How Photography Can Make You a Better Designer
Posted by — 9 Aug 2007
39 designers responded to our call with their thoughts on design and photography.
"I like to think of design as my bread and butter while photography is the chocolate pudding."
-Steph Goralnick, graphic designer.
"In my work, I definitely find the most interesting part is to make things that are visually boring appear visually interesting."
-Lis Bokt, graphic designer for a science organization.
"Taking photos teaches me to take breaks, stand still, review, and look closer again and again."
-Volker Stock, freelance multidisciplinary designer.
"What you don't show is even more important than what you do. The mind is fertile territory and it must be left free to imagine and fill in the blanks."
-Eric G, architect/interior designer.
"I wanted to be an artist or a superhero. I think the pay is about the same."
-Reggie Tidwell, graphic designer.
"Geometry, patterns, forms, colours, textures, lines... The relationship between architecture and photography is very tight."
-Roberto Papa, architect.
"I have learned how to edit more in real life as well. All the world is my living room!"
-Lori Andrews, interior designer.
"In both photography and architecture, I like to be surprised by the result of my own work."
-Rogier Mentink, architect.
"I like taking photographic elements and infusing them into design, to give my own spin on the things I create."
-Judy Rozbicki, graphic and environmental (mural) designer.
"As a photographer and a designer, I find what's most challenging is not getting caught up in a routine once you find something that works for you."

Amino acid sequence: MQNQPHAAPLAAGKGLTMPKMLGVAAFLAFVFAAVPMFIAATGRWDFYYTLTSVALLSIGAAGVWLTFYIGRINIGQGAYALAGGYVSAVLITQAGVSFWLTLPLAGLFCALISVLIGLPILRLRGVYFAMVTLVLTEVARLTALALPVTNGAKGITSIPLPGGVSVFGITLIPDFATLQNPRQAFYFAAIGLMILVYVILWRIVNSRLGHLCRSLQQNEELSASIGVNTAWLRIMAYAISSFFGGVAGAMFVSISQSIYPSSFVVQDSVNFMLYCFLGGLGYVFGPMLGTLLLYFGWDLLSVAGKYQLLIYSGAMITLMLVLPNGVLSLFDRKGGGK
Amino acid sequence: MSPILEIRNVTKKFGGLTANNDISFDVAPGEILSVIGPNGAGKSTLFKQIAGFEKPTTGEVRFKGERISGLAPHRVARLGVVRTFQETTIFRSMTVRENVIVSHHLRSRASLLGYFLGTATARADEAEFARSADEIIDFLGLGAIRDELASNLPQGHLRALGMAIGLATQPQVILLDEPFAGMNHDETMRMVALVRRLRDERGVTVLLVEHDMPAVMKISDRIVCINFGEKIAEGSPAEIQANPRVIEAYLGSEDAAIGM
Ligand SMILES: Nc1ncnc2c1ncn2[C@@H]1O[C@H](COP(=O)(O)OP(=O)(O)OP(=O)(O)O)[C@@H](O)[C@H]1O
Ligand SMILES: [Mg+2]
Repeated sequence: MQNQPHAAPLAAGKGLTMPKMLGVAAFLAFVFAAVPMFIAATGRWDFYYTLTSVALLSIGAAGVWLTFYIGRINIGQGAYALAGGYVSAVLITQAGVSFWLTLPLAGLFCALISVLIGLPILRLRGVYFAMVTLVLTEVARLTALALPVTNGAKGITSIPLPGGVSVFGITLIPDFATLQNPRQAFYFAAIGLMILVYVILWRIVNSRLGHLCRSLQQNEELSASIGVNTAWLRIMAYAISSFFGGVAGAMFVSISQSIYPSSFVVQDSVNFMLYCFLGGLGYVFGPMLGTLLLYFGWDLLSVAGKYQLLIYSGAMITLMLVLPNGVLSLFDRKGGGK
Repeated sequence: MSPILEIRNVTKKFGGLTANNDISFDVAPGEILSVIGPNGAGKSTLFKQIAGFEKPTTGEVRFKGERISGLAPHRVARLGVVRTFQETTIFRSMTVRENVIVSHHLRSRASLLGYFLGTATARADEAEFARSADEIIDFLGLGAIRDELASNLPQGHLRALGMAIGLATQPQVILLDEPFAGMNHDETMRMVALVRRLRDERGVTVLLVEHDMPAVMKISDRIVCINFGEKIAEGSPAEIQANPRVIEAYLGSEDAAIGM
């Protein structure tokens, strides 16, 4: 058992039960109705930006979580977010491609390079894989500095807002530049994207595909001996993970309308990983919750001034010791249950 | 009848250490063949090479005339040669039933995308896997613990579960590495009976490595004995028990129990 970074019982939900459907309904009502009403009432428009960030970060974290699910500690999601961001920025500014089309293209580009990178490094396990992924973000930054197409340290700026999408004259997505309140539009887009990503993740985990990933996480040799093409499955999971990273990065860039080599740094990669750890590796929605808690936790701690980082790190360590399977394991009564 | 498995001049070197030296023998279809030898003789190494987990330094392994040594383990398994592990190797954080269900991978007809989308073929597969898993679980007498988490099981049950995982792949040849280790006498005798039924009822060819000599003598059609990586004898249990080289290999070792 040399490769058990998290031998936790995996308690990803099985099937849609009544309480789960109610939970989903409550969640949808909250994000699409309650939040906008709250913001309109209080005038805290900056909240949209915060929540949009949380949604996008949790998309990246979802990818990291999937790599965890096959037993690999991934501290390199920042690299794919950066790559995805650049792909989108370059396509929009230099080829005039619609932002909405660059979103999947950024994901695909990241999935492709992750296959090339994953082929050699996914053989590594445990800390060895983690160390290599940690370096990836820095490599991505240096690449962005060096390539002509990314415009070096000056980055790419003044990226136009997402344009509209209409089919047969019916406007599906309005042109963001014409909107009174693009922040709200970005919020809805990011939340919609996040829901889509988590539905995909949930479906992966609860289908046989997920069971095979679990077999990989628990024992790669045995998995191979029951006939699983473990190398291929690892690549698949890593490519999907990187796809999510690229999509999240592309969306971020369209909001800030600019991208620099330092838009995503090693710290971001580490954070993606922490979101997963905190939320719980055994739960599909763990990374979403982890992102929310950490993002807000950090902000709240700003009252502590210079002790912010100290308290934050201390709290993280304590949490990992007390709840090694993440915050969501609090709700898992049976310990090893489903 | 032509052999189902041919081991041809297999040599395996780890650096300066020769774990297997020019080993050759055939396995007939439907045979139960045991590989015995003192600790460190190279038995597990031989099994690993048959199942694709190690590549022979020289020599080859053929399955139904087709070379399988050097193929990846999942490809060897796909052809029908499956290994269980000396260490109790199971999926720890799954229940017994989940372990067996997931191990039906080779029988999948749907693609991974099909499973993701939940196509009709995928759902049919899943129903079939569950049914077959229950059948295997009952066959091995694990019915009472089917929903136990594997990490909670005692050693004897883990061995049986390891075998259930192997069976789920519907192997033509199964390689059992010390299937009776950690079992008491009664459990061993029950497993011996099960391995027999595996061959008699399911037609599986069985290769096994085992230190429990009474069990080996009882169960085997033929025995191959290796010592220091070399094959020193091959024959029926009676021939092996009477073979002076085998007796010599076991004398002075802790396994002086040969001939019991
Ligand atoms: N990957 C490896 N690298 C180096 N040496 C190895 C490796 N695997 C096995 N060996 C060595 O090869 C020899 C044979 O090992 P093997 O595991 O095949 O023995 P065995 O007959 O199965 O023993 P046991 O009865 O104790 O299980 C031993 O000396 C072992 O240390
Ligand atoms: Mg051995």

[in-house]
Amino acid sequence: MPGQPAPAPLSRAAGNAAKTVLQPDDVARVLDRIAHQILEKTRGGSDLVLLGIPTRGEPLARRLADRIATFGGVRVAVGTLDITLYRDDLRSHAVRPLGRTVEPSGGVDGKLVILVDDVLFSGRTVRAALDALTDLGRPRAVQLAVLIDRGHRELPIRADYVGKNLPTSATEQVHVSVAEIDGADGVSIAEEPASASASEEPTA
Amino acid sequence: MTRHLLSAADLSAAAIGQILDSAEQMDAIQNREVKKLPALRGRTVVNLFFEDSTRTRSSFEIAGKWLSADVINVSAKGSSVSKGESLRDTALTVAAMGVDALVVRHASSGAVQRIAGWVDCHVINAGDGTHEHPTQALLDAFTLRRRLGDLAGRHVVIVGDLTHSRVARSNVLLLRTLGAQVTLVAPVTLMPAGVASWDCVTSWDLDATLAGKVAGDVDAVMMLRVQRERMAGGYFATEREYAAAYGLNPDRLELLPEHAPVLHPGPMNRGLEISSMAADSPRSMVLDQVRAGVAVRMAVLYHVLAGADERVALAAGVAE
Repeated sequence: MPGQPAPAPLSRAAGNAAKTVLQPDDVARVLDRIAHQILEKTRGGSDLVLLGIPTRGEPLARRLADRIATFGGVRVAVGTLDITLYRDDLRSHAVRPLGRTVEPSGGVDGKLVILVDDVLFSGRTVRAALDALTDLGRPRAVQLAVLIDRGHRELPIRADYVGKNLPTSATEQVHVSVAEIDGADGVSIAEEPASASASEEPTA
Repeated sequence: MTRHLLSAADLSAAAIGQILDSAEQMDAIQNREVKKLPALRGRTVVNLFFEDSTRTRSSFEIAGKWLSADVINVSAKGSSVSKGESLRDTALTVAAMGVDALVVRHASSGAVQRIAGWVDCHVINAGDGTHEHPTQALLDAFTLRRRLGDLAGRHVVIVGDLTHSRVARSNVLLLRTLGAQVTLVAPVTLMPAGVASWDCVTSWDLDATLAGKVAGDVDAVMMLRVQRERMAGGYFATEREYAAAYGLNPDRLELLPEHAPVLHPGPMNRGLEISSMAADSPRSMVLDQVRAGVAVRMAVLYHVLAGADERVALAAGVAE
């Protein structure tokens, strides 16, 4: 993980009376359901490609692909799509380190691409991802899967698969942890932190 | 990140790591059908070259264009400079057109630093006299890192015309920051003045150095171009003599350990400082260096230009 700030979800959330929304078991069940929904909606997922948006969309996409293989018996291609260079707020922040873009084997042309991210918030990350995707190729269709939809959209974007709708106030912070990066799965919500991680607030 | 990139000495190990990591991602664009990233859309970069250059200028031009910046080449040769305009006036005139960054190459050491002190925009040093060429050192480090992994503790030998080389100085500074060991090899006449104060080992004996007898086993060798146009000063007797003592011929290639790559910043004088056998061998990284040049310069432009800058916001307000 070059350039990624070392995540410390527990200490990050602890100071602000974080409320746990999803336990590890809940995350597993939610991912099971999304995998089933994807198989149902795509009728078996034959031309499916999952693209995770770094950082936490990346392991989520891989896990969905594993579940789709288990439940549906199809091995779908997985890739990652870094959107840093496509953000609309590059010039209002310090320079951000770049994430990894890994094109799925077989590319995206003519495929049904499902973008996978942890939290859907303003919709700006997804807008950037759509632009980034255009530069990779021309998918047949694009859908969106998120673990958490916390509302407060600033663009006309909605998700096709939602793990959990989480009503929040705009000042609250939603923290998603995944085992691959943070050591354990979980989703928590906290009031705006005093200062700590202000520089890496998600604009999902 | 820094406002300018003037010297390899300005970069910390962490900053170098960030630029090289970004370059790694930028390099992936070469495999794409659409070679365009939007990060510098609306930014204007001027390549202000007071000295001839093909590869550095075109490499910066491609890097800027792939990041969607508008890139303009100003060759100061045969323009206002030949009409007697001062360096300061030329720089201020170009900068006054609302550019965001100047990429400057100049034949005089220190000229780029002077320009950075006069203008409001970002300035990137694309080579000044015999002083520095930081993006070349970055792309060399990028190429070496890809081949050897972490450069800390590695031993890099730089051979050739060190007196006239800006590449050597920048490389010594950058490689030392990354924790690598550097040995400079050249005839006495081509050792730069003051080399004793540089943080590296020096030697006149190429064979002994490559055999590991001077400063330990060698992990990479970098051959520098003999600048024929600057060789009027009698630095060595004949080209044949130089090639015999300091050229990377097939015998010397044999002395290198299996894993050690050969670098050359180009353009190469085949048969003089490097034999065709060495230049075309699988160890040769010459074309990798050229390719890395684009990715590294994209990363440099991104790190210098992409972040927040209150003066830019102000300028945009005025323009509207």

-Barry Broussard, architectural intern, exhibit curator.
"I have this little thing I like to do when I'm taking pictures: I will set the camera down on a surface like the ground or a fallen tree and just take a picture without even looking."
-Ben Henschel, web designer.
"What Ansel Adams referred to as Visualization... the emotional-mental process of creating a photograph and the ability to anticipate a finished image before making the exposure."
-Christopher Paquette, residential interiors designer.
"I suppose the work I do always looks for the least amount of information to communicate as much as is needed - simplicity."
-Simon Hillier, designer.
"Everyone who carries a camera with them everywhere they go to capture and stop time are my heroes."
-Ben Warren, photographic designer.
"Photographers and interior designers also run into the same problems in marketing their work. No one really needs either one so we have to work very hard to make people realize that what we do has value."
-Debra Collins, kitchen designer.
"I think I have the most trouble thinking like a designer rather than a photographer."
-Whitney Moore, graphic designer.
"Having said that, however new and individual you feel you are, it is crucial to appreciate that you are the latest branch on a tree that has been growing down the ages."
-Christian Cook, graphic designer.